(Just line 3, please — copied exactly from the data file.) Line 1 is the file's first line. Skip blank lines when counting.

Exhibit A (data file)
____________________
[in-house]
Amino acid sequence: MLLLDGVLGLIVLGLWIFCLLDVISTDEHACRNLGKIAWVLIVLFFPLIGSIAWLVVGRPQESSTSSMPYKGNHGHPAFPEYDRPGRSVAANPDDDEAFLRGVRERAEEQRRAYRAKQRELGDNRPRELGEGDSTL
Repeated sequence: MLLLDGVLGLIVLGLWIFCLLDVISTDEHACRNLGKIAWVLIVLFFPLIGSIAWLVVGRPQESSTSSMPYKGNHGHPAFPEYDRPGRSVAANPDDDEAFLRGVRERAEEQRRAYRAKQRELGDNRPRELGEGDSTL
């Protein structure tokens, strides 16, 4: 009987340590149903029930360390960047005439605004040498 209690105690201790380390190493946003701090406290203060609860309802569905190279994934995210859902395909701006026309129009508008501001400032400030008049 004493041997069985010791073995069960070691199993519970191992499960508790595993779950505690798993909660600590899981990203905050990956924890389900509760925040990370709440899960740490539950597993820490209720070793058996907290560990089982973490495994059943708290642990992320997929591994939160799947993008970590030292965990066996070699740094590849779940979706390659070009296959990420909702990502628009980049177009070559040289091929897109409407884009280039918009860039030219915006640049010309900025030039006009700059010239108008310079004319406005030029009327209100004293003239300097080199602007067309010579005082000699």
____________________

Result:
Repeated sequence: MLLLDGVLGLIVLGLWIFCLLDVISTDEHACRNLGKIAWVLIVLFFPLIGSIAWLVVGRPQESSTSSMPYKGNHGHPAFPEYDRPGRSVAANPDDDEAFLRGVRERAEEQRRAYRAKQRELGDNRPRELGEGDSTL